We need a social contract for the 21st Century, one that measures success by more people progressing along a pathway from healthy birth, to entering school ready to learn, to a quality education, to a good paying job, to healthy and secure aging with a focus on reducing disparities.
Andrew Wolk became a serial social entrepreneur more than twenty years ago to pursue his life’s work: helping best utilize resources that enable more individuals and families to achieve lifelong success, from a healthy birth, to entering school ready to learn, to receiving a quality education, to getting and keeping a good paying job, and to a healthy and secure aging.
Andrew is currently the Senior Advisor of Root Cause, the nonprofit consulting firm he founded in 2004. In that role, he has worked with dozens of foundations, nonprofit organizations, public school districts, corporations, and government agencies. His work includes partnering with the Open Society Foundations to develop the strategy and launch the Campaign for Black Male Achievement; managing the Workforce Investment Network with the State Street Foundation; and leading the Continuous Quality Improvement efforts as part of Get Ready Guilford with Ready for School, Ready for Life, and The Duke Endowment. His work on collective action, measurement, learning, improvement, and strategy and implementation has helped organizations across the country in the fields of early childhood and K-12 education, workforce development, poverty alleviation, and aging, and has improved more peoples lives.
In addition, Andrew also founded, incubated, and spun off two sustainable, independent nonprofits, the Social Inovation Forum which builds organizational capacity and introduces community based nonprofits with funders and Interise, which shift the focus of technical assistance from start-up small businesses to existing community based businesses, as well a social impact consulting firm, Impact Catalysts.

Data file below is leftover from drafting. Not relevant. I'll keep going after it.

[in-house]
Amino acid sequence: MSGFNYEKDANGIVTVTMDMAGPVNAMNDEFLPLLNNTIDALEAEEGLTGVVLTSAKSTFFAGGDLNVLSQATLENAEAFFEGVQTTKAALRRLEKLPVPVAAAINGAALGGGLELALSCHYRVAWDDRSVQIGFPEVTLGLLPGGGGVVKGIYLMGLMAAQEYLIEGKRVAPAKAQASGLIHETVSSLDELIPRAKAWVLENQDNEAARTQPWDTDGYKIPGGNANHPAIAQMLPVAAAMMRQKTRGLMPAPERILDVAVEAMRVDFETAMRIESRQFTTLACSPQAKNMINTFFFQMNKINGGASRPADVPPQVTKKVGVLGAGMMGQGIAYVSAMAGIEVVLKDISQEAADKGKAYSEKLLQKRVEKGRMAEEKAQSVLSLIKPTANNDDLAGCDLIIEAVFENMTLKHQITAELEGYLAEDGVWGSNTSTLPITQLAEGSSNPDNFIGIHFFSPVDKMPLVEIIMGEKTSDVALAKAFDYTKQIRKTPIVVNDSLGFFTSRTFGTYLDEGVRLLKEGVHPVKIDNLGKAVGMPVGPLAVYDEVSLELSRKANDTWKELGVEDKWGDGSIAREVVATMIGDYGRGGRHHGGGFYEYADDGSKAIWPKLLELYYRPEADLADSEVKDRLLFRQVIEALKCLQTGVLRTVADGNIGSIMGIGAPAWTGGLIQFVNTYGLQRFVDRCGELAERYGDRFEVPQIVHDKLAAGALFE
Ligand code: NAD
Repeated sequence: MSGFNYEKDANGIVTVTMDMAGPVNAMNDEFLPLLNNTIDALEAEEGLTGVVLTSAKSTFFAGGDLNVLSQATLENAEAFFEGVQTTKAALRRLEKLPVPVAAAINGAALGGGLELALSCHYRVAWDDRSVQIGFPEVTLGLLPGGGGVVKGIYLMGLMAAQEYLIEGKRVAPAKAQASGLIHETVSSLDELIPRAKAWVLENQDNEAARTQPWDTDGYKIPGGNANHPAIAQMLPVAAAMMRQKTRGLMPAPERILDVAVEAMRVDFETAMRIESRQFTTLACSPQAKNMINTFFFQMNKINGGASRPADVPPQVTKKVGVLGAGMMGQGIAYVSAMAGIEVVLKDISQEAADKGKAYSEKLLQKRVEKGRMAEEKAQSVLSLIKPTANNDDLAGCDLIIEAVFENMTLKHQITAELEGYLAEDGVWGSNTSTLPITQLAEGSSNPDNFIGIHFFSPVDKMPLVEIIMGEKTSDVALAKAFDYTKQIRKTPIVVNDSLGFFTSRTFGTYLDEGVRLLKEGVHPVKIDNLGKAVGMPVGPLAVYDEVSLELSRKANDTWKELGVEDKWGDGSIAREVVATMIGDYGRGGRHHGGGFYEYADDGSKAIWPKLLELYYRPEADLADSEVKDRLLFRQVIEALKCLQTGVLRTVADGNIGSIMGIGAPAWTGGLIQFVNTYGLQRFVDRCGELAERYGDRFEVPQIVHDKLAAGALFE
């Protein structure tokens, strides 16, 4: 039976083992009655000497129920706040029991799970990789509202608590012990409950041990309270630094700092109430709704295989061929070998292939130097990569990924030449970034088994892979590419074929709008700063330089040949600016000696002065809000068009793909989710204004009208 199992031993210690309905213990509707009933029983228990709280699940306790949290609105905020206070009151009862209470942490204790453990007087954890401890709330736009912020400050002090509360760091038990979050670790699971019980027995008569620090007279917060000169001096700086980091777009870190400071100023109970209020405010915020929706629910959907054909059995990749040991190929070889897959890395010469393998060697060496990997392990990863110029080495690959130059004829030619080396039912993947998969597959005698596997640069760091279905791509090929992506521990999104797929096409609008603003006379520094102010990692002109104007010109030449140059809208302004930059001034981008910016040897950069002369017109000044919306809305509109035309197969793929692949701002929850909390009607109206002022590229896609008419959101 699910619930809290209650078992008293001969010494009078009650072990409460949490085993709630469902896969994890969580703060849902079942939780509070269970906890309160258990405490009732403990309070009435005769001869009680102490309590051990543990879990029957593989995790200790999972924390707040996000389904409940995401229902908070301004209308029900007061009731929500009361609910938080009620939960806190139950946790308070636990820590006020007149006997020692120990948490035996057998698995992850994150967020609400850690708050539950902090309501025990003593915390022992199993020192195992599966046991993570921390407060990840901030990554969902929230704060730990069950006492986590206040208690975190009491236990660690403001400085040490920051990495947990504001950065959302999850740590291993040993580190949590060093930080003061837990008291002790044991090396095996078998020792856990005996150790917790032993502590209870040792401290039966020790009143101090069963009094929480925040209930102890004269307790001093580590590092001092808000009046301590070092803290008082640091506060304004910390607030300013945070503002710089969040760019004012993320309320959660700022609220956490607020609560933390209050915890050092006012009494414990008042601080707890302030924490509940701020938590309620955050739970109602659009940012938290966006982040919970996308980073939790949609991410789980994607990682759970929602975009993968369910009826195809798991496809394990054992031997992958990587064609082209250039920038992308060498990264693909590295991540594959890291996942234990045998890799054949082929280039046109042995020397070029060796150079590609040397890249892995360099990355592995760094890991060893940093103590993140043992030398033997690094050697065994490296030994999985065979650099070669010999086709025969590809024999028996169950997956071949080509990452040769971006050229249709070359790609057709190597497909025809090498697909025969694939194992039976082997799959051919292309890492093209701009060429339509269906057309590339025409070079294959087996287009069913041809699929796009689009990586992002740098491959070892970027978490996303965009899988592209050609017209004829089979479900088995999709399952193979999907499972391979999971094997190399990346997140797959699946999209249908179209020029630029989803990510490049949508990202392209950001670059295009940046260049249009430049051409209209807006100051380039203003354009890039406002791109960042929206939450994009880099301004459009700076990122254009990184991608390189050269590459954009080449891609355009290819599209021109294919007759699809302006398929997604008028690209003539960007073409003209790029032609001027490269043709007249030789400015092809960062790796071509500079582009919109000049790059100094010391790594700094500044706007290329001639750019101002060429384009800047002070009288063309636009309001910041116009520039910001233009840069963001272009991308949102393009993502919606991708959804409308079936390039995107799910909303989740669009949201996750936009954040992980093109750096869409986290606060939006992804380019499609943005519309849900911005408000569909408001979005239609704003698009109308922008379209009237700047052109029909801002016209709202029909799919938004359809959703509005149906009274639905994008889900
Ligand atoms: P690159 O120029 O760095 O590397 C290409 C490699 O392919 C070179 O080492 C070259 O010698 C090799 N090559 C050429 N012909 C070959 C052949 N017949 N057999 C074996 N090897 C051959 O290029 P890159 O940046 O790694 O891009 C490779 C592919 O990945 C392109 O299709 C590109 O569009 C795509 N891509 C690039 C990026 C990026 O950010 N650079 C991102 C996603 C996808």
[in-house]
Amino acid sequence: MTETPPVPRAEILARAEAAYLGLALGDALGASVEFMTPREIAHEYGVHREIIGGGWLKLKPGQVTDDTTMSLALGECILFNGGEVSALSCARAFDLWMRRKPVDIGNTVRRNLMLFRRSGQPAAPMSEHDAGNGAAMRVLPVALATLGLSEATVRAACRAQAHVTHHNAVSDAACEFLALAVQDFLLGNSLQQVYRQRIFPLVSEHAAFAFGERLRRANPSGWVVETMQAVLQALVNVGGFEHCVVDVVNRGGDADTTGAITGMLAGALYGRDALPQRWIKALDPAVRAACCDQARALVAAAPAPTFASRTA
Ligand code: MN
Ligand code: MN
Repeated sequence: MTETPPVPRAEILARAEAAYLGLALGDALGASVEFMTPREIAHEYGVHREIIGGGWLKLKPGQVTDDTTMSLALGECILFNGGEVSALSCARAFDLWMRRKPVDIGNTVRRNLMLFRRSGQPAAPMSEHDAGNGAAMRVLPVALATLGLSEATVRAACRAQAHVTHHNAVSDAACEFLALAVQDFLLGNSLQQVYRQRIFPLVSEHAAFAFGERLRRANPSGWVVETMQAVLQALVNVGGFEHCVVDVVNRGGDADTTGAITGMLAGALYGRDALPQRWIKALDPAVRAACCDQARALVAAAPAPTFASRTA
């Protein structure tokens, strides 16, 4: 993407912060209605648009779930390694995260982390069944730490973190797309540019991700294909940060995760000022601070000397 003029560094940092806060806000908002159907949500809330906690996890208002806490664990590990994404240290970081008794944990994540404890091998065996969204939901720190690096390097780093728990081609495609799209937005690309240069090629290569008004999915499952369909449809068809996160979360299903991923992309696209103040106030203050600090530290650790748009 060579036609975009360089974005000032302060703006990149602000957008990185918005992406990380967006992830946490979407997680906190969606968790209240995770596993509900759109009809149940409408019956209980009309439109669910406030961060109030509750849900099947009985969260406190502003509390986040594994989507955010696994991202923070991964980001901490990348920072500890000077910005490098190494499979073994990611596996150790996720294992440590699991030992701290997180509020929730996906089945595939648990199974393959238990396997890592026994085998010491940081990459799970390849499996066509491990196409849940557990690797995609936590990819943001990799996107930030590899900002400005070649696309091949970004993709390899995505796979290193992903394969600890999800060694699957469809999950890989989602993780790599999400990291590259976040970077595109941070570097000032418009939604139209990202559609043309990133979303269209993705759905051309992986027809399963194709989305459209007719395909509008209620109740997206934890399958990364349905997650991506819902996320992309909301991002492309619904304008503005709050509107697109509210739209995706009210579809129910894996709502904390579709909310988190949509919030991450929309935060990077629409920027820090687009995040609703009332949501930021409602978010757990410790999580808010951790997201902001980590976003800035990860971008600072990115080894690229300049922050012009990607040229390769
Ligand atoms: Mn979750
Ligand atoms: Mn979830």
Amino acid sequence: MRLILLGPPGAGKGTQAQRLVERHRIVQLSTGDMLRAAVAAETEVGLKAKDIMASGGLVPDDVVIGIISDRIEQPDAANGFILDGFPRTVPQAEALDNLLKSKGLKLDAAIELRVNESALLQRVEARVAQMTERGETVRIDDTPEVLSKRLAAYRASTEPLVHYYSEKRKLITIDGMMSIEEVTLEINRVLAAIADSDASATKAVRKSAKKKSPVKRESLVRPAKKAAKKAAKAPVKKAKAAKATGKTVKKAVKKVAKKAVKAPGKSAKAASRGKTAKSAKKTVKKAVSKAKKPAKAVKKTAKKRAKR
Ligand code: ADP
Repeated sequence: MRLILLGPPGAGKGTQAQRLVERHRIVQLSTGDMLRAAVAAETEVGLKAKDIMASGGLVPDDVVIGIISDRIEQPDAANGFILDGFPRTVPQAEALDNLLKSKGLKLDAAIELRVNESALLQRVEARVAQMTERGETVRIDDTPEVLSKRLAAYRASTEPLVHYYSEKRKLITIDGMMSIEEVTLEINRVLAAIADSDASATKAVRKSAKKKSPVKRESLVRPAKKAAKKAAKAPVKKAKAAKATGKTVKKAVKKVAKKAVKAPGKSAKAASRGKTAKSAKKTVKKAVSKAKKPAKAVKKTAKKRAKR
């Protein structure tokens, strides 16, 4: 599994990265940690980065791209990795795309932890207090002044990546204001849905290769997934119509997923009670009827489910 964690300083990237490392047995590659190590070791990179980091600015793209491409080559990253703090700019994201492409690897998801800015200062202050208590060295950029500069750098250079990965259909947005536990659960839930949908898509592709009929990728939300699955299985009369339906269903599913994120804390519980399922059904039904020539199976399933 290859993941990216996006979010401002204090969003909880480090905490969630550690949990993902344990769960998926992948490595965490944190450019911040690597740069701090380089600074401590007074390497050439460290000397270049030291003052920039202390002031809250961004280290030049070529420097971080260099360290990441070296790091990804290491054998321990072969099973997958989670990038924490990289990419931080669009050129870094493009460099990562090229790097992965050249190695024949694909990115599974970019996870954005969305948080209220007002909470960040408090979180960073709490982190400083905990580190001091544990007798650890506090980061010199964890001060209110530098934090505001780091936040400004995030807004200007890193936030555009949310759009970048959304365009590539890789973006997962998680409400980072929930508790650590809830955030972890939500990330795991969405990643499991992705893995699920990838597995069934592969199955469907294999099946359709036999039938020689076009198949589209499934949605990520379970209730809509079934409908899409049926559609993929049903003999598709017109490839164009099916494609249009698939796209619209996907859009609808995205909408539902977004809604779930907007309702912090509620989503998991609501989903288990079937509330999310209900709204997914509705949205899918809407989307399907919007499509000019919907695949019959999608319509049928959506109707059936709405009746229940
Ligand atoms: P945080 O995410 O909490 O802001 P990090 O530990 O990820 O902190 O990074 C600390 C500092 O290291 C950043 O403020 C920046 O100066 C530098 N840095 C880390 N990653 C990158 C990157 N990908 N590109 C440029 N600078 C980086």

Andrew has been recognized for his pioneering efforts as a teacher, having designed and taught one of the worlds first courses on social entrepreneurship in 1999 at Boston University and later lecturing at MIT, Harvard University’s Kennedy School of Government, Boston College, and the Heller School at Brandeis University. Over the years, his work has been written about in the New York Times and Boston Globe and he has appeared on WBUR, Bostons NPR news station.
After nearly two decades of work, Andrew became disillusioned with the lack of overall progress being made for millions of people in the United States, despite the expenditure of vast resources, both human and financial, by what he and others call the Nonprofit Industrial Complex- a complex web of hundreds of thousands of nonprofit organizations, myriad government programs at the federal, state, county, and municipal levels, thousands of foundations, millions of individual donors and volunteers, and hundreds of different school models. This compelled him to launch his blog and podcast, Finding Common Purpose, which explores the key question that must be asked about all this sort of work: To what end? Finding the answers is the motivation behind his newest endeavor, the Finding Common Purpose Project.
Andrew earned an MBA in Entrepreneurship and Nonprofit Management from Boston University and a BA from Lehigh University.